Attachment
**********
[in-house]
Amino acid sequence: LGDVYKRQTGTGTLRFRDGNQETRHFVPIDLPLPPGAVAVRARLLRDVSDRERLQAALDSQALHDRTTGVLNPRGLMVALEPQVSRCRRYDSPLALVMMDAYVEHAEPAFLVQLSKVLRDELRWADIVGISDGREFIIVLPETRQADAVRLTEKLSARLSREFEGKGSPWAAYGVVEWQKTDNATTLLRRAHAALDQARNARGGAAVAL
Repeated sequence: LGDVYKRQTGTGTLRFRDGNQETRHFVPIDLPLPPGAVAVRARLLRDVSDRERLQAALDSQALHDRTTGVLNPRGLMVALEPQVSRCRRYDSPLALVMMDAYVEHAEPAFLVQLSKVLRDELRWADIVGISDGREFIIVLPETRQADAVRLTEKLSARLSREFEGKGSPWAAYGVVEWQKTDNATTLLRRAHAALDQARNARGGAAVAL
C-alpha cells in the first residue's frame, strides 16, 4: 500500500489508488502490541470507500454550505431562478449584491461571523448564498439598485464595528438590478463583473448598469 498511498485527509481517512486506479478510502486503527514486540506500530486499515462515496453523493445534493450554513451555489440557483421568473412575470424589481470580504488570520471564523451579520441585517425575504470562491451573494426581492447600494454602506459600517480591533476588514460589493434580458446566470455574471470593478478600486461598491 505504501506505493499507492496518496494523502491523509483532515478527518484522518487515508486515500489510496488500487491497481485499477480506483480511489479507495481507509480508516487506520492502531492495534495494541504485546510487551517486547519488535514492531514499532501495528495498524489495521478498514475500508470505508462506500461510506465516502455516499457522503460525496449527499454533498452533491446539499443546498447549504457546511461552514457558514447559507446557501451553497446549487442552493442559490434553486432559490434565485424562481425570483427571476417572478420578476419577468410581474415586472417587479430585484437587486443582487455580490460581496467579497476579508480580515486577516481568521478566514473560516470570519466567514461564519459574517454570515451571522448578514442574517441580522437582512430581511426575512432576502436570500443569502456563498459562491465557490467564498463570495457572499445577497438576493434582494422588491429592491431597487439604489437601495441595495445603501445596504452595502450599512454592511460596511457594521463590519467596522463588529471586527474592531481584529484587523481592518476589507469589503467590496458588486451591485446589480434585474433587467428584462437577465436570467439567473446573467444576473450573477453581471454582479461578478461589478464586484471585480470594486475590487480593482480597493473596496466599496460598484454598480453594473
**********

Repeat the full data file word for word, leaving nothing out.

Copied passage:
[in-house]
Amino acid sequence: LGDVYKRQTGTGTLRFRDGNQETRHFVPIDLPLPPGAVAVRARLLRDVSDRERLQAALDSQALHDRTTGVLNPRGLMVALEPQVSRCRRYDSPLALVMMDAYVEHAEPAFLVQLSKVLRDELRWADIVGISDGREFIIVLPETRQADAVRLTEKLSARLSREFEGKGSPWAAYGVVEWQKTDNATTLLRRAHAALDQARNARGGAAVAL
Repeated sequence: LGDVYKRQTGTGTLRFRDGNQETRHFVPIDLPLPPGAVAVRARLLRDVSDRERLQAALDSQALHDRTTGVLNPRGLMVALEPQVSRCRRYDSPLALVMMDAYVEHAEPAFLVQLSKVLRDELRWADIVGISDGREFIIVLPETRQADAVRLTEKLSARLSREFEGKGSPWAAYGVVEWQKTDNATTLLRRAHAALDQARNARGGAAVAL
C-alpha cells in the first residue's frame, strides 16, 4: 500500500489508488502490541470507500454550505431562478449584491461571523448564498439598485464595528438590478463583473448598469 498511498485527509481517512486506479478510502486503527514486540506500530486499515462515496453523493445534493450554513451555489440557483421568473412575470424589481470580504488570520471564523451579520441585517425575504470562491451573494426581492447600494454602506459600517480591533476588514460589493434580458446566470455574471470593478478600486461598491 505504501506505493499507492496518496494523502491523509483532515478527518484522518487515508486515500489510496488500487491497481485499477480506483480511489479507495481507509480508516487506520492502531492495534495494541504485546510487551517486547519488535514492531514499532501495528495498524489495521478498514475500508470505508462506500461510506465516502455516499457522503460525496449527499454533498452533491446539499443546498447549504457546511461552514457558514447559507446557501451553497446549487442552493442559490434553486432559490434565485424562481425570483427571476417572478420578476419577468410581474415586472417587479430585484437587486443582487455580490460581496467579497476579508480580515486577516481568521478566514473560516470570519466567514461564519459574517454570515451571522448578514442574517441580522437582512430581511426575512432576502436570500443569502456563498459562491465557490467564498463570495457572499445577497438576493434582494422588491429592491431597487439604489437601495441595495445603501445596504452595502450599512454592511460596511457594521463590519467596522463588529471586527474592531481584529484587523481592518476589507469589503467590496458588486451591485446589480434585474433587467428584462437577465436570467439567473446573467444576473450573477453581471454582479461578478461589478464586484471585480470594486475590487480593482480597493473596496466599496460598484454598480453594473